Fatal Assistance (2013): Blistering chronicle of the international community’s failed effort to aid Haiti after the 2010 earthquake, filmed as it happened. Peck had unparalleled access to Haitian, U.N., and U.S. officials, as well as leaders of foreign non-governmental organizations such as Sean Penn. Fatal Assistance shows how these foreigners pushed Haitians to the side, and adopted ill-conceived “development” plans that worsened Haiti’s plight. Available on DVD from Velvet Films.
Murder in Pacot (2015): A dramatic companion piece to Fatal Assistance, Murder in Pacot tells the story of an upper-class Haitian couple who lost almost everything in the 2010 earthquake and need to welcome a foreign NGO worker and his Haitian girlfriend into their teetering home. As the Toronto International Film Festival described it, “With masterful pacing and precise performances, Peck's film explores the fundamental questions of citizenship, responsibility, and justice that have challenged Haitian society ever since it emerged from decades of dictatorship. Murder in Pacot is riveting, complex, and a veritable tour de force.” DVD available from Filmgalerie451 with English subtitles.
Moloch Tropical (2009): Peck’s controversial parody about a democratically elected populist whose greed and narcissism prevent him from fulfilling the promises he made to supporters. Ignored by his glamorous, model-thin wife – and holed up in his palace watching television to avoid facing his people - fictional Haitian leader Jean-de-Dieu Théogène sends his most fanatical supporters to beat up opponents instead of listening to their complaints. Set on the eve of his nation’s bicentennial, Théogène publicly celebrates his country’s ideals of freedom, while trouncing them in private. Peck has explained that, while Jean-Bertrand Aristide was the film’s immediate inspiration, Moloch Tropical offers a broader parable about the potential for leaders worldwide, even elected ones, to abuse power and betray their fellow citizens. Also explores the role of Washington in keeping tyrants in power when they are seen as friendly to American interests. Available on DVD from Velvet Films.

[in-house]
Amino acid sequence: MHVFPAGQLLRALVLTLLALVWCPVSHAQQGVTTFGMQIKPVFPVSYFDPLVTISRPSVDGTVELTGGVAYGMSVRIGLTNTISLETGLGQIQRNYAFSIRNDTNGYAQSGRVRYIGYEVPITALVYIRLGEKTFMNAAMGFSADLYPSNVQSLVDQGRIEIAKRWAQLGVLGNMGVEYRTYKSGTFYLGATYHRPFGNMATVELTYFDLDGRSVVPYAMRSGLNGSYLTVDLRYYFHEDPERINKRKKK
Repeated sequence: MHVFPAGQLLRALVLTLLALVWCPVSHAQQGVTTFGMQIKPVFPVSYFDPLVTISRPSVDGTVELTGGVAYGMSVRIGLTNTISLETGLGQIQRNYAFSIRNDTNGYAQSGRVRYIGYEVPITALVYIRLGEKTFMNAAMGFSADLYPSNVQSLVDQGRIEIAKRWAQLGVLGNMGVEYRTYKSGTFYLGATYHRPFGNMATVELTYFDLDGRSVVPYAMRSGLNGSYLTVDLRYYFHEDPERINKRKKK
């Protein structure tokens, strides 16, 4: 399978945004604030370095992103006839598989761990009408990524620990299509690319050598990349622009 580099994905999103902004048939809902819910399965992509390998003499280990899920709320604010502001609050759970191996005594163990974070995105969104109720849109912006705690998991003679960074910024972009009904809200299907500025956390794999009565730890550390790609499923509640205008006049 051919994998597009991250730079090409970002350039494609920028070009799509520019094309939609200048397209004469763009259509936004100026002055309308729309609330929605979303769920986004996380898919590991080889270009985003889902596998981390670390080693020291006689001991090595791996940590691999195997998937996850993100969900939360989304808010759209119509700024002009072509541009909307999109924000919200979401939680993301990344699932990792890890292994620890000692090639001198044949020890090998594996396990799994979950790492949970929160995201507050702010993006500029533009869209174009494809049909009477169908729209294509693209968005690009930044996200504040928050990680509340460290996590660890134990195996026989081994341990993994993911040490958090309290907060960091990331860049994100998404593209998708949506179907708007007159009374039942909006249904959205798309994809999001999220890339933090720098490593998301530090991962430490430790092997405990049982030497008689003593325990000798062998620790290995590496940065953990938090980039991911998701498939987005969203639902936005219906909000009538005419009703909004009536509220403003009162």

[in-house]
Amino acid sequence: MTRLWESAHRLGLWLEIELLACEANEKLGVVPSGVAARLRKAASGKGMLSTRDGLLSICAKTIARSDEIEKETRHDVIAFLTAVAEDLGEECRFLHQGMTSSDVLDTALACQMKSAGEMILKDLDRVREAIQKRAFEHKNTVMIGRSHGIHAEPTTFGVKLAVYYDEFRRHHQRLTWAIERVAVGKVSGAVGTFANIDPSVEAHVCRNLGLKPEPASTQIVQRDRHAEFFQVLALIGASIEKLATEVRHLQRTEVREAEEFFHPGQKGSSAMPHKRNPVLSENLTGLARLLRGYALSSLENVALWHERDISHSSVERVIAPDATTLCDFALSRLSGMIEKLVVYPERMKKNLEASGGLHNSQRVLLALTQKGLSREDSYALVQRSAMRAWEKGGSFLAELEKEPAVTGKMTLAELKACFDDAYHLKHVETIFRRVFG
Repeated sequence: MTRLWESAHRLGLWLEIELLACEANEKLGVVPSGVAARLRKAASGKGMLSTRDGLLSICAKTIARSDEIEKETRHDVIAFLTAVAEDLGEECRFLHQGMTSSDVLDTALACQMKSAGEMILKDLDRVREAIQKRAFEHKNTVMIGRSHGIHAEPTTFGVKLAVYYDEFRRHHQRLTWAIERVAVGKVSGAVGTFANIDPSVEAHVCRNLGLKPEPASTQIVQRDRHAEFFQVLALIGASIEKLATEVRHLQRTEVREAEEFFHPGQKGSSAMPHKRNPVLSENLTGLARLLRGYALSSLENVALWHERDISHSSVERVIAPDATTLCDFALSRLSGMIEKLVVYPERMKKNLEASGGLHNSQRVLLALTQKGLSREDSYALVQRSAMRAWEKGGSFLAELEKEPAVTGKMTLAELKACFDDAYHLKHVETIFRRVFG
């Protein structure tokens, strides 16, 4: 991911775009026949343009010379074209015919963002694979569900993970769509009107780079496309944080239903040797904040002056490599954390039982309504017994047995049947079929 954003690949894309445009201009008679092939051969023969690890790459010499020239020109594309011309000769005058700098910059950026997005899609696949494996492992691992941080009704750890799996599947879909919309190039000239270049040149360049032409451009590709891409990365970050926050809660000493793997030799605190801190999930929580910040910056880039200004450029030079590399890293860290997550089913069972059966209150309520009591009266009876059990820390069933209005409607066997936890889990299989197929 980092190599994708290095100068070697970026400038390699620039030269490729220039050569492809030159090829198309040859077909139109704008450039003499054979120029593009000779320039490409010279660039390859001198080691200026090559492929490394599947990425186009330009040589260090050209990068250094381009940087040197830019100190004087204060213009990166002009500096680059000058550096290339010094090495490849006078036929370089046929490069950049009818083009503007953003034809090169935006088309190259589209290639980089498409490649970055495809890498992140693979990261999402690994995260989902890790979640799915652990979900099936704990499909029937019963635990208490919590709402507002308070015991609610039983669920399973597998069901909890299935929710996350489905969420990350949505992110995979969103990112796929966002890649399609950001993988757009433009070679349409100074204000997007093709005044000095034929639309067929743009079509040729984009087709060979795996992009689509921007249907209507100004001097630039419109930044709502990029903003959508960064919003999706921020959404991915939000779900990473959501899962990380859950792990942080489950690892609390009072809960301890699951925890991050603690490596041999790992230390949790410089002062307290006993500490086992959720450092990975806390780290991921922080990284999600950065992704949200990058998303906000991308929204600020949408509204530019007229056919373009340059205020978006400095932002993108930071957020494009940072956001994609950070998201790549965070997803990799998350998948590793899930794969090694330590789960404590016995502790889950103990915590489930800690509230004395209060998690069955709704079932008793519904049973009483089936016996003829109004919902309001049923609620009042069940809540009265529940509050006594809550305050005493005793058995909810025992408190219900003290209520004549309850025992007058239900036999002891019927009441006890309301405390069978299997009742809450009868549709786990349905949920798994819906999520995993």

Profit and Nothing But!Or Impolite Thoughts on the Class Struggle (2001): Impassioned documentary on the nature of modern capitalism, as seen from locales around the world. Includes an analysis of the growth of the sweatshop industry in countries such as Haiti and an interview with historian Immanuel Wallerstein. Available in DVD for university libraries at Icarus Films.
Man by the Shore (1993): Peck’s effort to make sure future generations would understand what life was like under the Duvalier dictatorship. Chronicles the childhood of a girl named Sarah and her father’s treatment at the hands of the Tontons Macoutes. Inspired by Peck’s own youth in Haiti. Nominated for the Palme d’Or at Cannes. Available on DVD from Velvet Films.
Haitian Corner(1987): Peck’s first full-length film and his first attempt to create a new kind of black cinema. As Peck has explained in his book Stolen Images (a compendium of his early scripts and reflections on the films), “I had no real model for the kind of film I would make, at least none that described the world I saw around me…. All I knew, all I had been taught, was the dominant cinema of the time. There was no Spike Lee, no John Singleton yet. There were no black actors either, except in typecast roles. So I felt I had to uncode our own cinema, invent it out of whole cloth.” Haitian Corner examines a Haitian emigré poet in Brooklyn, still haunted by his past under Duvalier. Like all of Peck’s films, the film is concerned with history and memory, and includes a witness sequence, based on Peck’s interviews with real survivors of Haitian prisons. DVD available from Velvet Films.
comments powered by Disqus
- New findings from Penn Slavery Project show how U. benefitted financially from enslaved labor
- Is it anti-Semitic for President Trump to call Chuck Todd ‘sleepy eyes’?
- Human Evolution: Walking Upright Evolved at Least 3.6 Million Years Ago—Long Before Modern Humans Appeared
- Why a primary challenge to Trump is likely to fail
- Smog and Disasters Spurred the Laws Trump Wants to Undo
- Feds charge controversial Kent State University professor Julio Pino with lying to FBI
- New Yorker publishes profile of H.R. McMaster just weeks after Trump fires him
- Dartmouth historian Matthew J. Garcia says conservative partisans in Arizona have taken over a civics school he once ran
- Berkeley’s Carolyn Merchant explains what ecofeminism is
- University of Southern California's David Kang says Korea is the only place on earth where the Cold War continues